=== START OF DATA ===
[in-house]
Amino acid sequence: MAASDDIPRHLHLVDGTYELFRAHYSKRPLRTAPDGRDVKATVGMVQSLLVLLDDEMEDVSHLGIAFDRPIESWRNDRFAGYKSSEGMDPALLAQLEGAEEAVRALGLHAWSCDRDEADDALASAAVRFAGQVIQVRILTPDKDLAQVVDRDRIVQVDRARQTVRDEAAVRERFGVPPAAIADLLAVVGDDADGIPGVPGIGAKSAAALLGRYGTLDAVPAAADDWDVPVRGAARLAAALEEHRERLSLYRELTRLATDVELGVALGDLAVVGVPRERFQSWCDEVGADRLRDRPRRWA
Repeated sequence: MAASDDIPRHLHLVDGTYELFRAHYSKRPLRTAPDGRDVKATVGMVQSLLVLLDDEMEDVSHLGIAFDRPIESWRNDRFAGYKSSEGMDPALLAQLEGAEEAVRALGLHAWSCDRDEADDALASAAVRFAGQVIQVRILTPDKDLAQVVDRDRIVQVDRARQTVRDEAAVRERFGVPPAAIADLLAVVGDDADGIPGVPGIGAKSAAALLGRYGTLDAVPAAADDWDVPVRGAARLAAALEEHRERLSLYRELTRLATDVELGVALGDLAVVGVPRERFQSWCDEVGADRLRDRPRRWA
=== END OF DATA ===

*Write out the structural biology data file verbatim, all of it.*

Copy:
[in-house]
Amino acid sequence: MAASDDIPRHLHLVDGTYELFRAHYSKRPLRTAPDGRDVKATVGMVQSLLVLLDDEMEDVSHLGIAFDRPIESWRNDRFAGYKSSEGMDPALLAQLEGAEEAVRALGLHAWSCDRDEADDALASAAVRFAGQVIQVRILTPDKDLAQVVDRDRIVQVDRARQTVRDEAAVRERFGVPPAAIADLLAVVGDDADGIPGVPGIGAKSAAALLGRYGTLDAVPAAADDWDVPVRGAARLAAALEEHRERLSLYRELTRLATDVELGVALGDLAVVGVPRERFQSWCDEVGADRLRDRPRRWA
Repeated sequence: MAASDDIPRHLHLVDGTYELFRAHYSKRPLRTAPDGRDVKATVGMVQSLLVLLDDEMEDVSHLGIAFDRPIESWRNDRFAGYKSSEGMDPALLAQLEGAEEAVRALGLHAWSCDRDEADDALASAAVRFAGQVIQVRILTPDKDLAQVVDRDRIVQVDRARQTVRDEAAVRERFGVPPAAIADLLAVVGDDADGIPGVPGIGAKSAAALLGRYGTLDAVPAAADDWDVPVRGAARLAAALEEHRERLSLYRELTRLATDVELGVALGDLAVVGVPRERFQSWCDEVGADRLRDRPRRWA